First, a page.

Of course, the question I raise every time someone talks “bipartisanship” is: “WHY?”
Why would anyone ever want bipartisanship? We want a single party? A totalitarian state? Is that what the American people want??

Do people really stop to think about what it would mean to have no opposition?

As my political science professor liked to say, “Gridlock is good.”

Divine Office for the Week

I promised this last week, and planned to do it on Saturdays, but here goes:

Today is the Seventh Sunday in Ordinary Time. For Ordinary Time, divide by 4, and the remainder is the week of the Four Week Psalter. 7/4 = 1 remainder 3. So this week is based off of Week 3 in the Psalter.
It’s too late for today, but today would have involved Sunday, Week 3 and the antiphons and prayers for the 7th Sunday of Ordinary Time in the Proper of Seasons. Either of the collects for Sunday can be used in the Office for the reast of the week.

Only saint on the General Calendar this week is Polycarp, Feb. 23, so his collect can be used as the closing prayer for Monday, and you can use the Gospel Antiphon from his feast (if there is one) or from the relevant commons (below). If you have someone in the family named Polycarp, or attend St. Polycarp parish, or suffer from earache or dysentery, or you just like variety in your prayers, you can use any items out of the Common of Martyrs, or the Common of Pastors (particularly for bishops), since he was a Bishop and Martyr.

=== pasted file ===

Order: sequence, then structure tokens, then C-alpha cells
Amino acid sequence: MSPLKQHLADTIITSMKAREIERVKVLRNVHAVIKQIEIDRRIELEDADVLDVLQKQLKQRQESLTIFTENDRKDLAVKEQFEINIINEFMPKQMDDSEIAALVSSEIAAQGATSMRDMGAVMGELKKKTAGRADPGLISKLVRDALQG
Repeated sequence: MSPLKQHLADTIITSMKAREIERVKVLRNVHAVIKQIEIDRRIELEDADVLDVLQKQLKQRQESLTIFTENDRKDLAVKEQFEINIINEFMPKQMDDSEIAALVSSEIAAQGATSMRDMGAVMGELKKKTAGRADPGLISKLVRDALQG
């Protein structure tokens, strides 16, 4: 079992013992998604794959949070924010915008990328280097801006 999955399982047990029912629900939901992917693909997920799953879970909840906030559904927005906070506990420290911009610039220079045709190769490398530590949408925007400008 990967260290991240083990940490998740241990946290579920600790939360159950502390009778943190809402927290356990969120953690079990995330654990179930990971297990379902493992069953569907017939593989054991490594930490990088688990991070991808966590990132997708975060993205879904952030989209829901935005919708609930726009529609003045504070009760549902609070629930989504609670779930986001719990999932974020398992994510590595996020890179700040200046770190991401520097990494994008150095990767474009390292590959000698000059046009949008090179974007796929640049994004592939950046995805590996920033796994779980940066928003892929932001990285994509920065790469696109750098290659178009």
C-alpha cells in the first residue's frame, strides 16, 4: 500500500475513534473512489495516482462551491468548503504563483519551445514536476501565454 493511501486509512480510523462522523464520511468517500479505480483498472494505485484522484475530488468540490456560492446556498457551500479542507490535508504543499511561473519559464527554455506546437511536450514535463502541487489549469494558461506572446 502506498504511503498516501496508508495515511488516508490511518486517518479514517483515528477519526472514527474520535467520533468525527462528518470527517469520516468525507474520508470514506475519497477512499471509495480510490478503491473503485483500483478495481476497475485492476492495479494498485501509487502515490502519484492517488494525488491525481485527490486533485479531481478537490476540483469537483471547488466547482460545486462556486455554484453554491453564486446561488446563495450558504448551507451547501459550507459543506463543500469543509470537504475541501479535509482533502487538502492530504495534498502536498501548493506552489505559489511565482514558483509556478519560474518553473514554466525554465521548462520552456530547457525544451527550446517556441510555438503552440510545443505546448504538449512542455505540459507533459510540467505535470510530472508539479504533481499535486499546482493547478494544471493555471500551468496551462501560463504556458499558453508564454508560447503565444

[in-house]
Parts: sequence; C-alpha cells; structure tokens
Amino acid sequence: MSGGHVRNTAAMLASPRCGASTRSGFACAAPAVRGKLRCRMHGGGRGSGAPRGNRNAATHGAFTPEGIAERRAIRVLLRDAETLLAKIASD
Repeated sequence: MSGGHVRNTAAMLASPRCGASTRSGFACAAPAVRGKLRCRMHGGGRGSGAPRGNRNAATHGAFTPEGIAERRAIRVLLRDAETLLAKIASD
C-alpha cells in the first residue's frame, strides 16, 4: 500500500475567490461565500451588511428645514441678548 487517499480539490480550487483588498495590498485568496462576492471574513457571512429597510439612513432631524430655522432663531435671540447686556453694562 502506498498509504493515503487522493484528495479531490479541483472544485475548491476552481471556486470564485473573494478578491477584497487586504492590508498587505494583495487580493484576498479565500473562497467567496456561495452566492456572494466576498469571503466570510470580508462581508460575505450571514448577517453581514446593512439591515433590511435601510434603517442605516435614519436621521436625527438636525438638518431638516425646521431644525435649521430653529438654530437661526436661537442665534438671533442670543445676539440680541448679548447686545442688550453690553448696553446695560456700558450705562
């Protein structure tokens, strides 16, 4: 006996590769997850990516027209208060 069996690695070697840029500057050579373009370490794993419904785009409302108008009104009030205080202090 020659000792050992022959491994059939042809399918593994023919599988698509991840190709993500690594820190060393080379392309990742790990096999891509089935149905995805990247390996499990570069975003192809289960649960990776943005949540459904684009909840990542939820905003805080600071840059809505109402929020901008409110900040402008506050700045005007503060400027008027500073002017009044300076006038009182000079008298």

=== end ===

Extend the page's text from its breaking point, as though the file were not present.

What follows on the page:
Tuesday would just be Tuesday of Week III, with or without the Sunday antiphons.

Wednesday, of course, is Ash Wednesday. If you use the full version, time to switch to Volume II: Lent/Easter.

Here’s where it may get a tad confusing. Since Lent starts, but it’s not yet the “first week of Lent,” Wednesday-Saturday of this week use the Week IV of the Psalter.
With Lent, it’s handier to start from the Proper of Seasons.

On Ash Wednesday, the Psalms and antiphons come from Wednesday, Week 4. For the hymn, of course, you can use a Lenten hymn or the normal one. The readings, responsory, Gospel antiphon, Intercessions and Collect come from Ash Wednesday.

Same applies to Thursday-Saturday after Ash Wednesday. Start with a Lenten hymn. Then the antiphons, Psalms and canticle from the Psalter. Then the readings, responsory, Gospel antiphon, intercessions and Collect from the Proper of Seasons.

On Saturday evening, it’s Evening Prayer I for the First Sunday of Lent, with the Psalms and Canticle coming from Week 1, Sunday Evening Prayer 1.

Hope this helps!

Quintquagesima Sunday (say that 10 times fast)

Today, in the TLM, is Quintquagesima Sunday. It is also the feast of St. Paul and the feast of the “Chair of St. Peter at Antioch”. (Interesting thought: if there is a feast of St. Peter’s Chair in Rome, Jan. 18, and a feast of St. Peter’s Chair at Antioch, Feb. 22, shouldn’t the Patriarch of Antioch have the charism of infallibility?)

Epistle is 1 Cor 13:1-13: “If I speak with the tongues of men and of Angels, and have not charity, I am become a sounding brass or tinkling cymbal.”

Gospel is Luke 18:31-43: a prediction of the passion and the healing of a blind man.